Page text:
Common Cartridge is All About Sharing
The promise of Common Cartridge, like with SCORM and Experience API, is one of standardization and shareability. In the learning world, we like our uniformity. We achieve that through the application of models, standards, and specifications.
Models, Standards, and Specifications
Models show us a basic structure for how to put something together. The ADDIE model is a good example.
Standards provide a way to measure validity. We compare what we have developed to a detailed standard to make sure it is correct and consonant with best practices.
Specifications provide the rulebook for how something should be put together to play well with other systems or programs. They provide a way to make sure things can easily be ported and reused elsewhere.
That’s why the IMS Global Learning Consortium exists; to provide international specifications for e-learning design and development. They are also the stewards of Common Cartridge.
What IS Common Cartridge?
Common Cartridge, or CC, is a specification that describes a format for creating and sharing digital content. According to the IMS Global Consortium website, Common Cartridge solves two problems:
- A standard for developing digital course materials for interoperability and reusability
- Allowing for new publishing models that help make content modular, web-distributed, interactive, and customizable.
But wait a minute! Isn’t that what SCORM and xAPI do?
Well, yes. And no. Each of them contains things they have in common. Yet there are also things that distinguish each from the other.
- SCORM and xAPI are widely used in corporate environments and in educational settings. CC, by contrast, is primarily used in educational settings. There is a small implementation outside of that.
- While SCORM packages are exclusively e-learning courses, CC content package can be a course, an eBook, supplemental materials, or a combination. Experience API (xAPI) activity statements can describe anything even remotely learning related, whether e-learning or not.
- CC puts more emphasis on assessments than either SCORM or xAPI.
- All three are meant to be open standards. While ADL developed SCORM initially they aren’t the owners of it. They simply host and steward the specification. Same with xAPI. And with CC the consortium is simply a steward (and proponent) of the specification.
- Both SCORM and xAPI have broad support from software products to develop compliant content. In fact, a lot of the well-known brands support both. CC, on the other hand, has its support mostly in publishers for academia. That’s consistent with its use primarily in the educational environment.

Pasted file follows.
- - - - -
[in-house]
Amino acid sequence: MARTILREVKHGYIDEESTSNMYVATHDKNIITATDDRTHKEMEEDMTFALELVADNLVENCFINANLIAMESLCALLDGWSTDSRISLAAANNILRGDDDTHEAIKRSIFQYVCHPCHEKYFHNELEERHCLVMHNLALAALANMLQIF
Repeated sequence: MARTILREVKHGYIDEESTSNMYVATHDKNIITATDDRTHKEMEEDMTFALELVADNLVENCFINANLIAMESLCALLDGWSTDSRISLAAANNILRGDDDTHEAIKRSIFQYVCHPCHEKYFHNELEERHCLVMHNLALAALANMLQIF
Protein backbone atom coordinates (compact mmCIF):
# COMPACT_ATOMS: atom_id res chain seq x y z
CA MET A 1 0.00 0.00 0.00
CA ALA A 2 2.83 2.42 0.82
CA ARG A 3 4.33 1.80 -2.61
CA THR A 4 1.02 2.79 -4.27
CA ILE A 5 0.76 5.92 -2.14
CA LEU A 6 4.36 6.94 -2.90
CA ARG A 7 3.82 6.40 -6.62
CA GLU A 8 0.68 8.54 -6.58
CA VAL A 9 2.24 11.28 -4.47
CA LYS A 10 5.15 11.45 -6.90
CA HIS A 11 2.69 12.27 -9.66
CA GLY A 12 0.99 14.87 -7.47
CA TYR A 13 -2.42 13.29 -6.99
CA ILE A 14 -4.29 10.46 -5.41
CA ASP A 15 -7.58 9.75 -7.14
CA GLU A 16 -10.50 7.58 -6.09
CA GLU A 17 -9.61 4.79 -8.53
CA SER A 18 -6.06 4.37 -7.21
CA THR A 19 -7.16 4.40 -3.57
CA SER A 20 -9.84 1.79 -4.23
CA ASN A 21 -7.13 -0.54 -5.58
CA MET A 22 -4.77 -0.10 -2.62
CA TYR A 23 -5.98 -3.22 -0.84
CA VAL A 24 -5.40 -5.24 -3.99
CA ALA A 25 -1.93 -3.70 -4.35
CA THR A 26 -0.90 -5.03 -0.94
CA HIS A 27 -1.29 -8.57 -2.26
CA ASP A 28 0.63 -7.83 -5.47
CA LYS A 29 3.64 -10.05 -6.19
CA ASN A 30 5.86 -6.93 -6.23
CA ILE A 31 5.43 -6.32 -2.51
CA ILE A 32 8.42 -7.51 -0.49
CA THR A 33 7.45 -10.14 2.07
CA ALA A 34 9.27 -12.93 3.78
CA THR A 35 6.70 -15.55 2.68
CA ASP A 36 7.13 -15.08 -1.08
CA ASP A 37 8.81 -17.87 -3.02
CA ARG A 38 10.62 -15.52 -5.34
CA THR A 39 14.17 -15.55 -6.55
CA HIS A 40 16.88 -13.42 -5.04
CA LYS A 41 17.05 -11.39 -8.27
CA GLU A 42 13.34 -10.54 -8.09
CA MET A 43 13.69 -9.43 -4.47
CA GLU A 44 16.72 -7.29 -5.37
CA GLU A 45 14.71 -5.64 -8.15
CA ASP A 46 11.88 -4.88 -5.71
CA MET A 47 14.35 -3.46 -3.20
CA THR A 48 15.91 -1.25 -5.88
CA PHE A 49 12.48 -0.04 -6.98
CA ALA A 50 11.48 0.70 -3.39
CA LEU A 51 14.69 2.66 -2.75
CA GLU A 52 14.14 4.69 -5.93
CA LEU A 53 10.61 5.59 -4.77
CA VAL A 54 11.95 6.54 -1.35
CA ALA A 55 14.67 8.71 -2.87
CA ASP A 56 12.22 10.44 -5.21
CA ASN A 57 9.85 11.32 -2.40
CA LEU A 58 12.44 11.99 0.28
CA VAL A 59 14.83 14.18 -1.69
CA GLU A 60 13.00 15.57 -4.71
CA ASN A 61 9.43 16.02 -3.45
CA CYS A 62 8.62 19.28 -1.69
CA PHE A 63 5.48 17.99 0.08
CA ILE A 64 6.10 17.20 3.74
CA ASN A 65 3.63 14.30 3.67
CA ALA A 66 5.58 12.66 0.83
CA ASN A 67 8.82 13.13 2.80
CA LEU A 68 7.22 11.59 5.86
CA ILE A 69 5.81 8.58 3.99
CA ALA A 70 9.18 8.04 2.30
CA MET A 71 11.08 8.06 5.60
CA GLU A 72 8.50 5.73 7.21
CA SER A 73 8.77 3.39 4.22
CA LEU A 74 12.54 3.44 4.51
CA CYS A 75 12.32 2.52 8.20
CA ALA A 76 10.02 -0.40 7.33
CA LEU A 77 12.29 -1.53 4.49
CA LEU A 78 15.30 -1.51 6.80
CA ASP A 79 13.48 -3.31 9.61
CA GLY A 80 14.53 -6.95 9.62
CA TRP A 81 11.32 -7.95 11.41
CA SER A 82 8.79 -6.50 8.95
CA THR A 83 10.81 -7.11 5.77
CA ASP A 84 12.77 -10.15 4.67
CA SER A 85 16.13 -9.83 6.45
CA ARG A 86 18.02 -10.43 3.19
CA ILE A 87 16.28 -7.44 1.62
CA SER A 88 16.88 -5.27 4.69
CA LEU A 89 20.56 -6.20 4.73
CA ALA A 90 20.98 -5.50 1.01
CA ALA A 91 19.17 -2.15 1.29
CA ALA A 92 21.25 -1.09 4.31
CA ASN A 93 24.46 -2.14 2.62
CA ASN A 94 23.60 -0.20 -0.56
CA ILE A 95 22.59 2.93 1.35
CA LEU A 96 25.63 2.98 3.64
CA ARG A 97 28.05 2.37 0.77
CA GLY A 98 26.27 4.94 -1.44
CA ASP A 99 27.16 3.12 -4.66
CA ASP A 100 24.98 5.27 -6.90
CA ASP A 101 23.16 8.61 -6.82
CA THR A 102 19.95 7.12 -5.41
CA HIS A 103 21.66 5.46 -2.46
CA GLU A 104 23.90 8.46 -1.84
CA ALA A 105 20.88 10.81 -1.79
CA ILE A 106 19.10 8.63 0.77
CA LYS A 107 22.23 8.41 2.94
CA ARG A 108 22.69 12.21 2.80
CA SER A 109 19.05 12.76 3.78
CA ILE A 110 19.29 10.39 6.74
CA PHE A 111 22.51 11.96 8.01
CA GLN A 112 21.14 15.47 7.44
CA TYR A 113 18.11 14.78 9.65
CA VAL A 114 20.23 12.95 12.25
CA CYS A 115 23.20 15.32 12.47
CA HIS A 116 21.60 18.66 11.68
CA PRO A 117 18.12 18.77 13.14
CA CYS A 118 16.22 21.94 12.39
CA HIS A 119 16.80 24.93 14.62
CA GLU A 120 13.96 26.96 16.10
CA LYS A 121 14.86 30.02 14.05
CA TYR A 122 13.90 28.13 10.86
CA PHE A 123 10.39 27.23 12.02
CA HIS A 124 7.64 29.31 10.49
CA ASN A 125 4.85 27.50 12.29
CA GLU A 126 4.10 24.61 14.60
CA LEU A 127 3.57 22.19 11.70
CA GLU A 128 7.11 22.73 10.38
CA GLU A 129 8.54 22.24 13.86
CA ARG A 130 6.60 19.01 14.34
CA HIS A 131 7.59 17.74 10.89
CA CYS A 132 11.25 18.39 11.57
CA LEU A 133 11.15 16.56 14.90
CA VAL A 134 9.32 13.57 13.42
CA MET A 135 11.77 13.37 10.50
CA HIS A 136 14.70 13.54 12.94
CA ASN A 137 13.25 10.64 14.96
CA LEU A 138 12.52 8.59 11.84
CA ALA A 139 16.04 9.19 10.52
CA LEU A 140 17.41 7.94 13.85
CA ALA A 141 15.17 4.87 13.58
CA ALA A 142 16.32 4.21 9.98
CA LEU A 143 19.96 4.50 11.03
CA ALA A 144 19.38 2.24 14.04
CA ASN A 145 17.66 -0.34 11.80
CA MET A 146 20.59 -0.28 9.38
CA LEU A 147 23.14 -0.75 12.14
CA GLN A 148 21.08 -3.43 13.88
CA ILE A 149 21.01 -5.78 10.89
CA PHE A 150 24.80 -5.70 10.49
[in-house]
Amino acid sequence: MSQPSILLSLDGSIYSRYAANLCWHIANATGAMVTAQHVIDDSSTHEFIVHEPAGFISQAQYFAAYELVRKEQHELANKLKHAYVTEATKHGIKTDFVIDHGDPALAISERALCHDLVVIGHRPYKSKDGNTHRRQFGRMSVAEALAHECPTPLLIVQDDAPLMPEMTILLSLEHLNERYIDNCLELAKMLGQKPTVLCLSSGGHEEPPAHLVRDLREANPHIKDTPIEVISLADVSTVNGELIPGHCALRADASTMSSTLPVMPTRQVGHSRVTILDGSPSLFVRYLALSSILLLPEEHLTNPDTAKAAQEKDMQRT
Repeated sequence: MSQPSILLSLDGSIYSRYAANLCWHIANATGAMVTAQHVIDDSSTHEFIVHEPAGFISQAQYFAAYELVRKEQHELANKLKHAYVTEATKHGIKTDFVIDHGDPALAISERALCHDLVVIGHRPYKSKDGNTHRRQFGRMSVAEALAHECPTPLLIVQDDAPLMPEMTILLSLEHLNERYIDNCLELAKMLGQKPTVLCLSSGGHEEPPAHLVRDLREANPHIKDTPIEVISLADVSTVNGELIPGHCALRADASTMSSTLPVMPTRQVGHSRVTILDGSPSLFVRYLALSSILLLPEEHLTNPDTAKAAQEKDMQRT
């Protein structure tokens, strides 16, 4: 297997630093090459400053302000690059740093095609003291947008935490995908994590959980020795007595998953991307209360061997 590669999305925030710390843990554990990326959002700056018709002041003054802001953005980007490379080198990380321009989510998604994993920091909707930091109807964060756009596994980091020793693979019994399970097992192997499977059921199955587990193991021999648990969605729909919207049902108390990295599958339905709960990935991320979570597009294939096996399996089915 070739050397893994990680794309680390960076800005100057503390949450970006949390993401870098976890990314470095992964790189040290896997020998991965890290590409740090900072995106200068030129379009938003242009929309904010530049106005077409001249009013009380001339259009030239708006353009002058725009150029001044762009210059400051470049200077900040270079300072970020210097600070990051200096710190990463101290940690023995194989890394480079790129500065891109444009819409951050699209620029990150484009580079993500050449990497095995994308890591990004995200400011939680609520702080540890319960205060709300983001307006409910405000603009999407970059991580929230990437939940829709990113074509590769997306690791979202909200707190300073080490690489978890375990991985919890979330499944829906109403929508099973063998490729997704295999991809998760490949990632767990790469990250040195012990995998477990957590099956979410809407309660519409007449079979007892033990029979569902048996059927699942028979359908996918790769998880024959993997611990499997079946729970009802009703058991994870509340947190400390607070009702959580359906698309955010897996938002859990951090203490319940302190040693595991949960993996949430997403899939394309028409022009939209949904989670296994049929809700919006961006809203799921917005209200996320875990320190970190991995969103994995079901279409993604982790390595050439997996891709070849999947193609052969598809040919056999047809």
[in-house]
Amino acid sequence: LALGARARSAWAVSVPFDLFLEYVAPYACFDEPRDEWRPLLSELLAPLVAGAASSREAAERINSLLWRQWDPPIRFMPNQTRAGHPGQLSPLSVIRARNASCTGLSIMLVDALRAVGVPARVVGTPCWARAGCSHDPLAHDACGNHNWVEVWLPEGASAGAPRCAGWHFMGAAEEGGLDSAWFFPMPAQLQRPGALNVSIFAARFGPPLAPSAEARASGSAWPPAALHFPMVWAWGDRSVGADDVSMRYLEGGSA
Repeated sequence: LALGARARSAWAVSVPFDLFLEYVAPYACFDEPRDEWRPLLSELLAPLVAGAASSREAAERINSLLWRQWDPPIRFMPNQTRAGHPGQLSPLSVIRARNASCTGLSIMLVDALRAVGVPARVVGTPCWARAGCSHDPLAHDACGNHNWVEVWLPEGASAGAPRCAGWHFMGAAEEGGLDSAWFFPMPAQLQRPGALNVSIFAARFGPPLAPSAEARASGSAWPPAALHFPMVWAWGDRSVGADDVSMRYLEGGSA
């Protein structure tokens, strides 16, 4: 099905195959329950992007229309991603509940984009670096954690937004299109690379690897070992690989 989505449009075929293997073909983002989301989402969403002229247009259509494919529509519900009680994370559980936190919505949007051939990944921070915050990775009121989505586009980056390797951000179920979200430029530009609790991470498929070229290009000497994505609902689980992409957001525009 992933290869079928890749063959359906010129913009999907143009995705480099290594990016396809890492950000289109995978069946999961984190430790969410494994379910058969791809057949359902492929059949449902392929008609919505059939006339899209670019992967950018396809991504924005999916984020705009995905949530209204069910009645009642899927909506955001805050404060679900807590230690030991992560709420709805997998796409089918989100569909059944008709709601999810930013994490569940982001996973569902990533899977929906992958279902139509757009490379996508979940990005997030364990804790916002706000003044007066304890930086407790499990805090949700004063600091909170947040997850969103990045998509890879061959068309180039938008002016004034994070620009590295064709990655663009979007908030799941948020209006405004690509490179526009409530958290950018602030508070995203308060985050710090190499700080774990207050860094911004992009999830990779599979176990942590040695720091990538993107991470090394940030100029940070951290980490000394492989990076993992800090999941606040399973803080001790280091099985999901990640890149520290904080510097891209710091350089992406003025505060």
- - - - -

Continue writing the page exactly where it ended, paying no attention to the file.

Versions of Common Cartridge
The latest version of CC is 1.3. Yes, there was a 1.0, 1.1, and 1.2 before. Version 1.3 was released in April of 2013. The initial version was kept simple to allow for quick and easy adoption. Versions 1.1 and 1.2 made a few adjustments based on feedback from adopters.
Version 1.3 provides for new resources types plus support for extending the list. It also supports multiple question banks.
Versions are important as you need to know what your systems will support. If your LMS does not support 1.3 you will have issues. Always check.
While more lightweight than SCORM, the full specification (like SCORM) contains a lot of parts you may never use. So in 2015 IMS release what is called the Thin Common Cartridge Profile. It is a much simpler specification to deploy, containing primarily the things more frequently used in a simple implementation.
Should I Consider Common Cartridge?
Outside of academia, implementation becomes a matter of your content needs and tracking needs. If you tend to develop courses with plenty of supplemental material then CC could be a benefit. Relying heavily on assessments there could build a case for CC adoption. If you have more digital content that is just e-learning there may also be a benefit.
Overall, beyond that, there aren’t too many advantages of adopting CC. Not yet. It’s not widely adopted by commercial LMS and LCMS products. It has some support from the big names in authoring systems but “some” is the key word there.
BUT…keep it on your radar. It is starting to gain momentum, especially internationally. Being an open standard, you can expect contributors to it to go full bore in supporting it. So you will likely hear a lot more about it going forward.